President Donald Trump’s decision to extend a student-loan freeze will take away a financial risk for tens of millions of U.S. households that now won’t have to resume paying back about $1.2 trillion of debt until at least 2021.
The measure, one of four executive actions Trump took Saturday, keeps both repayments and the accumulation of interest on hold through the end of this year. An earlier waiver, approved by Congress in March as part of the government’s main pandemic relief bill, had been set to expire at the end of September.
The order applies to loans held by the federal government, which make up some three-quarters of the country’s $1.54 trillion in student debt. The burden is spread across age groups, since millions of older Americans took loans to help out family members.
A Federal Reserve study in 2019 found that the typical amount of education debt was between $20,000 and $25,000, carrying a monthly payment of between $200 and $300. The New York Fed estimated earlier this year that Americans would save a total of about $7 billion a month while the freeze was in place.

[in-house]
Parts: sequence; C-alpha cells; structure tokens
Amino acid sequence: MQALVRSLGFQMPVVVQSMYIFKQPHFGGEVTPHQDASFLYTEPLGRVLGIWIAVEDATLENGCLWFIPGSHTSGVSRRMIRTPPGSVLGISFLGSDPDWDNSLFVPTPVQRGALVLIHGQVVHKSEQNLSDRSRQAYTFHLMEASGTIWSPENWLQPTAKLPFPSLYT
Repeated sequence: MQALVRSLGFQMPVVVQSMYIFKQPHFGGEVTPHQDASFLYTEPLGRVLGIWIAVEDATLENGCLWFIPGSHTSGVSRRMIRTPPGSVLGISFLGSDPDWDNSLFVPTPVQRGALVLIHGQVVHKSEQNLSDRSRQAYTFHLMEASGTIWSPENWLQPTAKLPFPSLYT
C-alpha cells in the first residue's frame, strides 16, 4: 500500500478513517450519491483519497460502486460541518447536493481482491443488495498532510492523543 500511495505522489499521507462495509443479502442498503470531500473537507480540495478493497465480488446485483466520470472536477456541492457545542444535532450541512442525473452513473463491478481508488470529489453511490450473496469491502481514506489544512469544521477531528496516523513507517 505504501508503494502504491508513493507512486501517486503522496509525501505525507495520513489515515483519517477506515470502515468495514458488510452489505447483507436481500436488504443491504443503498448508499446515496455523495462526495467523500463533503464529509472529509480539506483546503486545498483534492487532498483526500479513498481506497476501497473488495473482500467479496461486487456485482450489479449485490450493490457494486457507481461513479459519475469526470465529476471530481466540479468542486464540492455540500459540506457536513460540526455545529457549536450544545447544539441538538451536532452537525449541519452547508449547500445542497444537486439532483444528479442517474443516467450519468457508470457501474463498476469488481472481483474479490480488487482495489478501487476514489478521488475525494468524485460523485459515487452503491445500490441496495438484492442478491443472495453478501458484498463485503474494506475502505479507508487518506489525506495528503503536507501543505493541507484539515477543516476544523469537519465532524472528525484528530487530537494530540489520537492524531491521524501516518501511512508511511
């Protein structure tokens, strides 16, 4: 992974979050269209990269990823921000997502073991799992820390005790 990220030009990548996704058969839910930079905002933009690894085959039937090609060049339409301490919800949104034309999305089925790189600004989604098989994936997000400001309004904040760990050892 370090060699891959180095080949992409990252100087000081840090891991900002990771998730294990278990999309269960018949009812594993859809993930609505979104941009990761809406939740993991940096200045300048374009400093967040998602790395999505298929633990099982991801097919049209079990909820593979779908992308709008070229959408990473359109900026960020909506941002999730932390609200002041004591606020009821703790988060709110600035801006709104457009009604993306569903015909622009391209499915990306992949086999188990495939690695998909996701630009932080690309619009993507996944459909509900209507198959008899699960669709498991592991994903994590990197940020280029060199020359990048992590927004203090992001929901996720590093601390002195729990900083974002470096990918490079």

Student debt has turned into a hot-button political issue, especially among younger voters, as it has increased by about $1 trillion since 2007 to become the second-largest slice of household obligations after mortgages.
Some 43 million people, about one in eight of the population, hold student loans. Roughly 20% were behind on payments before the pandemic struck, and the rate was proportionally higher among Black and Hispanic borrowers.
The reprieve doesn’t apply to those who have private student loans, about a quarter of the total. But some of those borrowers may have reached forbearance arrangements too, according to the New York Fed. In a report last week it said 88% of student-loan borrowers had a scheduled payment of zero in June.
The waiver also shields borrowers by effectively resetting credit scores, with delinquent loans now being reported as current. As a result, the average credit score of all student loan borrowers rose to 656 in June from 647 in March, according to the Fed.
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As our second lead editor, Cindy Hamilton covers health, fitness and other wellness topics. She is also instrumental in making sure the content on the site is clear and accurate for our readers. Cindy received a BA and an MA from NYU.